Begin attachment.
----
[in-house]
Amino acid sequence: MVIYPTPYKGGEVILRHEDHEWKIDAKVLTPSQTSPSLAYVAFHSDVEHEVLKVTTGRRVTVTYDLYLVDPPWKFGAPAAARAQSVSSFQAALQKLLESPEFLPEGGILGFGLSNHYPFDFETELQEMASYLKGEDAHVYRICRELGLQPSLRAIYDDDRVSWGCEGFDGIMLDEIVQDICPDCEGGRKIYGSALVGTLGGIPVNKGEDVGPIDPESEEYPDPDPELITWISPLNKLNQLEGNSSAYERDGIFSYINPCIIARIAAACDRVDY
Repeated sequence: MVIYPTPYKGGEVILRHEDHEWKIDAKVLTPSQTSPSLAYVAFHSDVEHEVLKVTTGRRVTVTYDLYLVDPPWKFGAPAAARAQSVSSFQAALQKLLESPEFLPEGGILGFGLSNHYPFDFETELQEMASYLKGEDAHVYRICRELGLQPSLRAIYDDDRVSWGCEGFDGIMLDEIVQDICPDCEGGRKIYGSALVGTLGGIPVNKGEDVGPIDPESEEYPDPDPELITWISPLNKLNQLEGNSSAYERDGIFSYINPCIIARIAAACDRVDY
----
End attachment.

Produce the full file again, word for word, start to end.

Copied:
[in-house]
Amino acid sequence: MVIYPTPYKGGEVILRHEDHEWKIDAKVLTPSQTSPSLAYVAFHSDVEHEVLKVTTGRRVTVTYDLYLVDPPWKFGAPAAARAQSVSSFQAALQKLLESPEFLPEGGILGFGLSNHYPFDFETELQEMASYLKGEDAHVYRICRELGLQPSLRAIYDDDRVSWGCEGFDGIMLDEIVQDICPDCEGGRKIYGSALVGTLGGIPVNKGEDVGPIDPESEEYPDPDPELITWISPLNKLNQLEGNSSAYERDGIFSYINPCIIARIAAACDRVDY
Repeated sequence: MVIYPTPYKGGEVILRHEDHEWKIDAKVLTPSQTSPSLAYVAFHSDVEHEVLKVTTGRRVTVTYDLYLVDPPWKFGAPAAARAQSVSSFQAALQKLLESPEFLPEGGILGFGLSNHYPFDFETELQEMASYLKGEDAHVYRICRELGLQPSLRAIYDDDRVSWGCEGFDGIMLDEIVQDICPDCEGGRKIYGSALVGTLGGIPVNKGEDVGPIDPESEEYPDPDPELITWISPLNKLNQLEGNSSAYERDGIFSYINPCIIARIAAACDRVDY